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Molly Sender, '12

Project Manager for the State of Indiana Department of Workforce Development

1) What have you been up to since graduating from DePauw?

I was a member of the Orr Fellowship, which aims to develop Indiana's next generation of business leaders and entrepreneurs. About 25 graduates of all different Indiana universities get selected per year to be placed at high-growth start-ups in Indianapolis to see the inner workings of a startup and what it takes to be an entrepreneur. I was placed at Courseload, which is a digital textbook platform. There is also a curriculum component of the Fellowship, aimed at understanding and giving back to one's community, namely Indianapolis. 

I currently work for a consulting firm in Indianapolis, as a project manager for a project with the State of Indiana Department of Workforce Development. I am assisting with managing a program that assists those receiving unemployment benefits, as well as a program that helps find those who are unemployed find gainful employment.

I am also heavily involved in Indianapolis community development and engagement. I blog for a site called, participate on the board of the Indianapolis Chamber Orchestra, volunteer for Make-A-Wish foundation, and remain active in the Indianapolis Jewish community. I lead a group called Moving Traditions, which is a mentoring program for girls in 8th and 9th grade. The program utilizes the Jewish religion and faith as a means to handle complex issues like bullying, body image, sexuality, and relationships facing young teens today.

2) How do issues of ethics and values enter into your professional role?

 I encounter issues of ethics and values daily as I continue to figure out my interests and passions in my adult life. I was deeply entrenched in the arts at DePauw, majoring in music and business, so my first few months of my professional life involved discovering a way to nourish my musical side while I was working as a services manager at Courseload. I found a great balance between work and service, finding two service organizations in Indianapolis to express my musical side, and discovering my passion for working with people through training and service offerings given to me at Courseload.

At my current job, I struggle daily with not doing "enough". It can be dull at times, and I often feel that I'm not doing something that is impactful enough for others. I wonder if I should be in a position that more directly and influences the community around me. I think that will always be a struggle for me, but a large goal has been trying to find my "north star" and always chase after that. I feel I am in a place where I AM impactful so long as I see the forest for the trees, and if there are times when I don't feel as connected to community, I try to find other avenues or opportunities to give back.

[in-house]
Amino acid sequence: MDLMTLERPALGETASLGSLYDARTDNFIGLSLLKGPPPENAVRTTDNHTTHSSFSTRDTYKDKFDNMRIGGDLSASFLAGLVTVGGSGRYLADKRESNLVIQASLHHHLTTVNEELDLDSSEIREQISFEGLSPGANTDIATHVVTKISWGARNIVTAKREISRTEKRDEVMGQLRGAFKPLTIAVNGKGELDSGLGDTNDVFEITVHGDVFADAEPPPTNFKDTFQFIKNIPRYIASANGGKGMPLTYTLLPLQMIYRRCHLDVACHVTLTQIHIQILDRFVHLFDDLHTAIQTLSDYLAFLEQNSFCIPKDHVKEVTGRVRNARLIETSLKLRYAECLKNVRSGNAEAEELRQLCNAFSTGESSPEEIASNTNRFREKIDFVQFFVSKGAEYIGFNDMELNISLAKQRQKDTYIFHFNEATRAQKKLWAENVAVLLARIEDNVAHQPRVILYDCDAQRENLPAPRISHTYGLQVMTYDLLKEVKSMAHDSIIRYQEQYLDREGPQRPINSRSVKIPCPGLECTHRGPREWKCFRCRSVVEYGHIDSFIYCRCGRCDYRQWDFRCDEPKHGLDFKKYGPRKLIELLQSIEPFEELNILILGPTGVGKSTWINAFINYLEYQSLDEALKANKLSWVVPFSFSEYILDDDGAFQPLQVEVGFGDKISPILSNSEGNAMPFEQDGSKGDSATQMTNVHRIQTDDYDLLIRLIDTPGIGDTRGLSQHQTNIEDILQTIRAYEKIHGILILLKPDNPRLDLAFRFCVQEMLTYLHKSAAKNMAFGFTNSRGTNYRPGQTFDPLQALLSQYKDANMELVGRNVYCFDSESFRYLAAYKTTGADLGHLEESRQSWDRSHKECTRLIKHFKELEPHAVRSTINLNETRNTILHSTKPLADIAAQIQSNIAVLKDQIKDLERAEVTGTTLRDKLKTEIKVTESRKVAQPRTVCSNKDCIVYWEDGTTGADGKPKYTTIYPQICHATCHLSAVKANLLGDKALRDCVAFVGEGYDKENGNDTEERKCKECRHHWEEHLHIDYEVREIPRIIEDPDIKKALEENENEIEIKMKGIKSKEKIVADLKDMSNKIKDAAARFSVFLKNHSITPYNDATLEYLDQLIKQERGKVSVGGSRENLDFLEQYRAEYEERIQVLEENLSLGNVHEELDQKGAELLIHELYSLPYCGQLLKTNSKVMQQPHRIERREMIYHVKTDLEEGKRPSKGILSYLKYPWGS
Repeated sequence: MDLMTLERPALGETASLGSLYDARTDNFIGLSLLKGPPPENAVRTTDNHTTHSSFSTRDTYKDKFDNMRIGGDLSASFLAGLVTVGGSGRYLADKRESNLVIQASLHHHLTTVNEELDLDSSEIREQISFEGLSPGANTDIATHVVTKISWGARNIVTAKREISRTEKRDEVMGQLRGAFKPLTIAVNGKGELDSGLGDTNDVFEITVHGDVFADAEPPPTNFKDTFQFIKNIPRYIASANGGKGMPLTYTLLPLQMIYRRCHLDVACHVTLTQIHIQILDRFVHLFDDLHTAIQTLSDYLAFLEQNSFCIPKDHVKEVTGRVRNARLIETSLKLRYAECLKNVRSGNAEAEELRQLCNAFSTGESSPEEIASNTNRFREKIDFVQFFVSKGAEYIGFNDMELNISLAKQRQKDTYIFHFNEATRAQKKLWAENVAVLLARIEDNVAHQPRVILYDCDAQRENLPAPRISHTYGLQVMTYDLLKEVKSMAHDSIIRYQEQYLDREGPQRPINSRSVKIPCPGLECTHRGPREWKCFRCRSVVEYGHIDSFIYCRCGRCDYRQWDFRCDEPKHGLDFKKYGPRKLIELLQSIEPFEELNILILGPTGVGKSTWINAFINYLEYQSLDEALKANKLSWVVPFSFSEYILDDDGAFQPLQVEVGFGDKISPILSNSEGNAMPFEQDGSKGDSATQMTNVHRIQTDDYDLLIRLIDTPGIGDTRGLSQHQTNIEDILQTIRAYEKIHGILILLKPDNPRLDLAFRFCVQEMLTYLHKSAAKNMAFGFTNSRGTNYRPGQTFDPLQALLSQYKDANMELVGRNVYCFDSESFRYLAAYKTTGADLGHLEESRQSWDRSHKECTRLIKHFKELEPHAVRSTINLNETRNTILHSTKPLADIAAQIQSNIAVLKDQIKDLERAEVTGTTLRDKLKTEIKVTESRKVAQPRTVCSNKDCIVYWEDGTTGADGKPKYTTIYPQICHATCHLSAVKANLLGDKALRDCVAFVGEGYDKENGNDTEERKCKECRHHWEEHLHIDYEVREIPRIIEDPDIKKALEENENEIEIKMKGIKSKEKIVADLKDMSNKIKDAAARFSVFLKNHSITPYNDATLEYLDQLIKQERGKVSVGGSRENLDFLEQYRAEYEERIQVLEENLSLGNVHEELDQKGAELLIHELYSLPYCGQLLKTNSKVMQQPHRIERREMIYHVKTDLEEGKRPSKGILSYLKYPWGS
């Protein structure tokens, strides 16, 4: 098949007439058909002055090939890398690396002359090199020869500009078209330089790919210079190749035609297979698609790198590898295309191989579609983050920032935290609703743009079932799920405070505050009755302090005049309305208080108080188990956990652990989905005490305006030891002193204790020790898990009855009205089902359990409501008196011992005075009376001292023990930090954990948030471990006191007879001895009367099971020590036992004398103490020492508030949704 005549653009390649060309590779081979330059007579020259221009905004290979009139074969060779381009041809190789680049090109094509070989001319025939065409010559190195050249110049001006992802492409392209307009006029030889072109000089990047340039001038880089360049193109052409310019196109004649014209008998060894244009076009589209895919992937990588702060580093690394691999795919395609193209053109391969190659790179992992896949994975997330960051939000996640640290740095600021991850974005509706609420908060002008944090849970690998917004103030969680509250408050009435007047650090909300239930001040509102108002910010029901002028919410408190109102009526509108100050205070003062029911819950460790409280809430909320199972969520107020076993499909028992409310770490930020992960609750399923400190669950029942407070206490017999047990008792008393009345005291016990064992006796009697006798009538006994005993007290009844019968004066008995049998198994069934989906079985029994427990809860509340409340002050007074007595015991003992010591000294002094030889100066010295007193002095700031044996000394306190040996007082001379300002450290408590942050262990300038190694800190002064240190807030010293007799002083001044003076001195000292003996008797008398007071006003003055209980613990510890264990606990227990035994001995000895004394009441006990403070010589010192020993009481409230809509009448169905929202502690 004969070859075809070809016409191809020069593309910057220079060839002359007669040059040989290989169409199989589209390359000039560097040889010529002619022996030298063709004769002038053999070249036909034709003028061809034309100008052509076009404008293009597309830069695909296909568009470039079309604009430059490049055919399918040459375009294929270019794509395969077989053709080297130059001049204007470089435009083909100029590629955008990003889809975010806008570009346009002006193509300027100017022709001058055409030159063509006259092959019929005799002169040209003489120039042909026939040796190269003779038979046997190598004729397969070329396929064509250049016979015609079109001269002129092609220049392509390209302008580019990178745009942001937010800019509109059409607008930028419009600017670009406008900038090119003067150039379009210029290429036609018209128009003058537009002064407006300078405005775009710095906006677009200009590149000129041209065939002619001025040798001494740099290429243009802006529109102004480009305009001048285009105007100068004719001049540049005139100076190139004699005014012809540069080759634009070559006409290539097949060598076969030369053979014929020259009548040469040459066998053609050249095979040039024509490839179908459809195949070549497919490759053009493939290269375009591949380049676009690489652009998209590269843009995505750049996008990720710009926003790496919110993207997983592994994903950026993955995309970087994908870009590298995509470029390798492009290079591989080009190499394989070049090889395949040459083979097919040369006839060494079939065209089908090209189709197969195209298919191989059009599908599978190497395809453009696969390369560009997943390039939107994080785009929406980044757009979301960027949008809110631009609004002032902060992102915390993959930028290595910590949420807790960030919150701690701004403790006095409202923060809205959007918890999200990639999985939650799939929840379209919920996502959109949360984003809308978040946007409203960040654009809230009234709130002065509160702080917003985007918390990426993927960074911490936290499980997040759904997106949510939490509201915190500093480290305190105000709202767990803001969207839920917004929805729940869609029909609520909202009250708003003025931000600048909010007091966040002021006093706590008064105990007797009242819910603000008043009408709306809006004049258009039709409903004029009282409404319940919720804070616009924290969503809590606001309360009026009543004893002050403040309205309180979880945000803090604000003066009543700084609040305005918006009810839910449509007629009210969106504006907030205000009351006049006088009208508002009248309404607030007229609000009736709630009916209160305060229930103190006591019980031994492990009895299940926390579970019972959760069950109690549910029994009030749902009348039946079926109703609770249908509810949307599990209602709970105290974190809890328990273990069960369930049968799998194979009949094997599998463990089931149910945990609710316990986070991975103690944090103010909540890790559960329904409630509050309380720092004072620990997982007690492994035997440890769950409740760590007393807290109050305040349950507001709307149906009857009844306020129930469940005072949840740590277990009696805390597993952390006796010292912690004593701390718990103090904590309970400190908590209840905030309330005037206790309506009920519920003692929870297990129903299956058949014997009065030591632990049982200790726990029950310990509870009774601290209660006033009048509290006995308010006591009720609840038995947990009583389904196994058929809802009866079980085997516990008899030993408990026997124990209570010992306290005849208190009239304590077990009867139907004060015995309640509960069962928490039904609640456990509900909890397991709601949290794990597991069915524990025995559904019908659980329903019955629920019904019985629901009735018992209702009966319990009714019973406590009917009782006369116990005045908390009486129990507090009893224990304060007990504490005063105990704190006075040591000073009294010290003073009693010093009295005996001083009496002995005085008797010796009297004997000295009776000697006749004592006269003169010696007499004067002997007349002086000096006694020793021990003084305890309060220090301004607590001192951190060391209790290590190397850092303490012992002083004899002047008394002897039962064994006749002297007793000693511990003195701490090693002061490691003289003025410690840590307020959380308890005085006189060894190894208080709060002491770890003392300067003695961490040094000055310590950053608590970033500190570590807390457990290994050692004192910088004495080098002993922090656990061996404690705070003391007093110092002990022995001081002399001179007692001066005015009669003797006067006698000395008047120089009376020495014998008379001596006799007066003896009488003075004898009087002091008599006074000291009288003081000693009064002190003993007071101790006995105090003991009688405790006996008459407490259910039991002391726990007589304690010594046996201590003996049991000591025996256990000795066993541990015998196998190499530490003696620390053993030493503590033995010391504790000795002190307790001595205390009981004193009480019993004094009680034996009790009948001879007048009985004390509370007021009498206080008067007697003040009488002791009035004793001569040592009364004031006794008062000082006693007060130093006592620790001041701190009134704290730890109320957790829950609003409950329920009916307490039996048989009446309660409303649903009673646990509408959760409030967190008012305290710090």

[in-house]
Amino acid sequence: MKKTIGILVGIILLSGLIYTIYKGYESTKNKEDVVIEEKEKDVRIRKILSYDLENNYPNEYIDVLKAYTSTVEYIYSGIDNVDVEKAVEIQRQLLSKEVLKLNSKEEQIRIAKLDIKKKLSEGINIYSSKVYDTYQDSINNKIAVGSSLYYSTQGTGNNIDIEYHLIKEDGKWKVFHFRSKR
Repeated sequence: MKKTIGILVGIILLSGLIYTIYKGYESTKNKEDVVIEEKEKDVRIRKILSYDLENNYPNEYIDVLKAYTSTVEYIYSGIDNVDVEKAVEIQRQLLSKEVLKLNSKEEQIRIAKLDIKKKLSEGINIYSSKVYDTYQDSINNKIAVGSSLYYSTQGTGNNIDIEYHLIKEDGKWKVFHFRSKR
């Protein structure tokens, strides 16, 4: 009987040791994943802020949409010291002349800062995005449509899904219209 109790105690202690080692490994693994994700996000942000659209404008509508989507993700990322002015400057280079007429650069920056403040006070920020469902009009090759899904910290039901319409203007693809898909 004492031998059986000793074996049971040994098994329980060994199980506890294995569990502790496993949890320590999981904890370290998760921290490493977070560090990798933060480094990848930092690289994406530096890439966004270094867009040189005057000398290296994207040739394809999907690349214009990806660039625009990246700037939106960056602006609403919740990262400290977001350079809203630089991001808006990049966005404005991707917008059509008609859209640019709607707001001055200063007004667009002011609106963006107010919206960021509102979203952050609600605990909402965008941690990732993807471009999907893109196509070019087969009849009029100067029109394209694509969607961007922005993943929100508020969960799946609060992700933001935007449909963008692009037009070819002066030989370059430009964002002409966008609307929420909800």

Since joining the professional world, I've also discovered that staying true to ones values can determine the enjoyment of one's job. Understanding what motivated me helped me express to my superiors my passions, and I was able to be placed in an area where my skills are best put to use, thus ensuring satisfaction and enjoyment in my role. 

3) What societal ethics issues are most important for us to address and why? 

Acceptance of all people has to be a priority for everyone. In light of the Supreme Court decisions about DOMA and Prop 8, it's an exciting time to realize that, as a society, we are making progress, but it's also important to understand we have a long way to go. Living in Indiana as a professional is different than attending DePauw. At DePauw, acceptance and open communication was a priority. However, since coming into the wider world of Indianapolis, and Indiana as a whole, I realize now how lucky I was to live in a place where open discussion was fostered and encouraged. I worry that if Indiana continues to be close-minded in regards to personal freedoms- whether sexual orientation, religious affiliation, etc., we will block a lot of great people and talent who would otherwise come to our state. We forget that companies and organizations are made of people; we need everyone to want to work in an open and accepting place, and right now I don't think we're there yet. I love Indianapolis and I am proud to be a newly minted Hoosier, but I think our state (along with many others) has a lot of work to do when it comes to accepting those who are different than us.

4) Did your experience as a Prindle Intern influence your career choice, graduate studies, travels, etc.?

I am always trying to be conscious about taking on opportunities that will enhance life for those around me. I feel very drawn to community, and I think that was a big aspect of Prindle- having a community to discuss, learn, and ask the big questions has influenced my goals of creating those types of communities where I now belong.